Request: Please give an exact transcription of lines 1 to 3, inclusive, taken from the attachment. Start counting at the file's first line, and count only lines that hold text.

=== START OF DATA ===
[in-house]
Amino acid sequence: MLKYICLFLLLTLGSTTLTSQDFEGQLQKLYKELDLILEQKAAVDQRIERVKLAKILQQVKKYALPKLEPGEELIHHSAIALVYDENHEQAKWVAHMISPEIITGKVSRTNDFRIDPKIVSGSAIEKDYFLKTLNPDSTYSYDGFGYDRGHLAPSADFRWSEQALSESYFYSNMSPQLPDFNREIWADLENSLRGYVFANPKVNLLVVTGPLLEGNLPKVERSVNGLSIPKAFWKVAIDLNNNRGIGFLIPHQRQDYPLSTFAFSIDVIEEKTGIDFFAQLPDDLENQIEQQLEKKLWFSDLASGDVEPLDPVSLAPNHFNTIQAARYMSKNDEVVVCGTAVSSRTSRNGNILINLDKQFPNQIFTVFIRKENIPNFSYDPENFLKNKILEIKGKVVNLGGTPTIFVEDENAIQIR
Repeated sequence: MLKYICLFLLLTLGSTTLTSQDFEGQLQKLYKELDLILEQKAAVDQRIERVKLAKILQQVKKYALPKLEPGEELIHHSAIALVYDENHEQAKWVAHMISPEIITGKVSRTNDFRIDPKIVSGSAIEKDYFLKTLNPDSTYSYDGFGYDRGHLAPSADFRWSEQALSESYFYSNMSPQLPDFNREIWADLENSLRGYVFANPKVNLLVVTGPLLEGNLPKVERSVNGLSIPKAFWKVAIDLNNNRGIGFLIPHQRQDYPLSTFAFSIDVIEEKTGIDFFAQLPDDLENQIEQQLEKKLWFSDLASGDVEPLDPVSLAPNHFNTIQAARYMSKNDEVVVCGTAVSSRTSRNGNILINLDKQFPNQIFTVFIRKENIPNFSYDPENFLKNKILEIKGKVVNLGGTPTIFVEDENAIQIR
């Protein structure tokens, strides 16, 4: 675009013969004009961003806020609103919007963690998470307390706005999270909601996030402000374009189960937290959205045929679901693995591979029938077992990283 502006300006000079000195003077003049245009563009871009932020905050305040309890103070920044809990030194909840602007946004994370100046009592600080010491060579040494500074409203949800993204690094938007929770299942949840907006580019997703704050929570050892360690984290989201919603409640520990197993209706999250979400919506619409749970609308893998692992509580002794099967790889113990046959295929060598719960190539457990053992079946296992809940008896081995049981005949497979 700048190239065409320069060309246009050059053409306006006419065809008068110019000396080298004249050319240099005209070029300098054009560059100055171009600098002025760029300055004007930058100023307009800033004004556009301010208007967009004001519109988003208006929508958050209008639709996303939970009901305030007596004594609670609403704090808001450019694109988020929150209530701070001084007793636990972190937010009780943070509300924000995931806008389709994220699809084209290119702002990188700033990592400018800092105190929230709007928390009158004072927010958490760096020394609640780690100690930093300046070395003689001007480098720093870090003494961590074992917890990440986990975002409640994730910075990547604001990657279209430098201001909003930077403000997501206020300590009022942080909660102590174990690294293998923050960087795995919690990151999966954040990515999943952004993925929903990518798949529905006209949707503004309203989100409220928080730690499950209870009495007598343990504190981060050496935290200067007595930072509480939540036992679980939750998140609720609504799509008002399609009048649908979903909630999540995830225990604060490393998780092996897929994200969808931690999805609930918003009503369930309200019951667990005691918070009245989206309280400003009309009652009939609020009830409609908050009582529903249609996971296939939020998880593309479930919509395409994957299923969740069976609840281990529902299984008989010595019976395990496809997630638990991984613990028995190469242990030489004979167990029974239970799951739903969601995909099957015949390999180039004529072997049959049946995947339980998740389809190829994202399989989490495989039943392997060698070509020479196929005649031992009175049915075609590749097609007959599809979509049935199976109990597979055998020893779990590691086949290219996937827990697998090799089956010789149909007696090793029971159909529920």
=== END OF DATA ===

[in-house]
Amino acid sequence: MLKYICLFLLLTLGSTTLTSQDFEGQLQKLYKELDLILEQKAAVDQRIERVKLAKILQQVKKYALPKLEPGEELIHHSAIALVYDENHEQAKWVAHMISPEIITGKVSRTNDFRIDPKIVSGSAIEKDYFLKTLNPDSTYSYDGFGYDRGHLAPSADFRWSEQALSESYFYSNMSPQLPDFNREIWADLENSLRGYVFANPKVNLLVVTGPLLEGNLPKVERSVNGLSIPKAFWKVAIDLNNNRGIGFLIPHQRQDYPLSTFAFSIDVIEEKTGIDFFAQLPDDLENQIEQQLEKKLWFSDLASGDVEPLDPVSLAPNHFNTIQAARYMSKNDEVVVCGTAVSSRTSRNGNILINLDKQFPNQIFTVFIRKENIPNFSYDPENFLKNKILEIKGKVVNLGGTPTIFVEDENAIQIR
Repeated sequence: MLKYICLFLLLTLGSTTLTSQDFEGQLQKLYKELDLILEQKAAVDQRIERVKLAKILQQVKKYALPKLEPGEELIHHSAIALVYDENHEQAKWVAHMISPEIITGKVSRTNDFRIDPKIVSGSAIEKDYFLKTLNPDSTYSYDGFGYDRGHLAPSADFRWSEQALSESYFYSNMSPQLPDFNREIWADLENSLRGYVFANPKVNLLVVTGPLLEGNLPKVERSVNGLSIPKAFWKVAIDLNNNRGIGFLIPHQRQDYPLSTFAFSIDVIEEKTGIDFFAQLPDDLENQIEQQLEKKLWFSDLASGDVEPLDPVSLAPNHFNTIQAARYMSKNDEVVVCGTAVSSRTSRNGNILINLDKQFPNQIFTVFIRKENIPNFSYDPENFLKNKILEIKGKVVNLGGTPTIFVEDENAIQIR